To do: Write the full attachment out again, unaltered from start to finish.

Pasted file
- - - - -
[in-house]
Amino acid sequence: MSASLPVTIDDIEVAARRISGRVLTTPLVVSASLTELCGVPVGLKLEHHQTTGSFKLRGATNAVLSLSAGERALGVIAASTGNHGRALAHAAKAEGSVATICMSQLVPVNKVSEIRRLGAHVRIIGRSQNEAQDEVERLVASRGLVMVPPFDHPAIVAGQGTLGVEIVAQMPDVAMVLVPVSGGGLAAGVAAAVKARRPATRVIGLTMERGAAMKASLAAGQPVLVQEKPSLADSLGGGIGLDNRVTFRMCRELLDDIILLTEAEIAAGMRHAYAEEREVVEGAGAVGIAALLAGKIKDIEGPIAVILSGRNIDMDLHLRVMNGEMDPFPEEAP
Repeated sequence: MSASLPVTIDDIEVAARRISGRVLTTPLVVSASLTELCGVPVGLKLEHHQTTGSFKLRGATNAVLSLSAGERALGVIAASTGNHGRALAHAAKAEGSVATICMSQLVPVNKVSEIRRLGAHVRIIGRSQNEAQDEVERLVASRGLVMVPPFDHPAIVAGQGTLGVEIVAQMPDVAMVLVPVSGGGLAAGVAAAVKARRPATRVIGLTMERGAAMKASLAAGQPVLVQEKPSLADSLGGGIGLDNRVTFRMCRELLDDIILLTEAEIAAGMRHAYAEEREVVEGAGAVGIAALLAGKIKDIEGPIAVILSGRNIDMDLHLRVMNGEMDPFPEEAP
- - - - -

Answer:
[in-house]
Amino acid sequence: MSASLPVTIDDIEVAARRISGRVLTTPLVVSASLTELCGVPVGLKLEHHQTTGSFKLRGATNAVLSLSAGERALGVIAASTGNHGRALAHAAKAEGSVATICMSQLVPVNKVSEIRRLGAHVRIIGRSQNEAQDEVERLVASRGLVMVPPFDHPAIVAGQGTLGVEIVAQMPDVAMVLVPVSGGGLAAGVAAAVKARRPATRVIGLTMERGAAMKASLAAGQPVLVQEKPSLADSLGGGIGLDNRVTFRMCRELLDDIILLTEAEIAAGMRHAYAEEREVVEGAGAVGIAALLAGKIKDIEGPIAVILSGRNIDMDLHLRVMNGEMDPFPEEAP
Repeated sequence: MSASLPVTIDDIEVAARRISGRVLTTPLVVSASLTELCGVPVGLKLEHHQTTGSFKLRGATNAVLSLSAGERALGVIAASTGNHGRALAHAAKAEGSVATICMSQLVPVNKVSEIRRLGAHVRIIGRSQNEAQDEVERLVASRGLVMVPPFDHPAIVAGQGTLGVEIVAQMPDVAMVLVPVSGGGLAAGVAAAVKARRPATRVIGLTMERGAAMKASLAAGQPVLVQEKPSLADSLGGGIGLDNRVTFRMCRELLDDIILLTEAEIAAGMRHAYAEEREVVEGAGAVGIAALLAGKIKDIEGPIAVILSGRNIDMDLHLRVMNGEMDPFPEEAP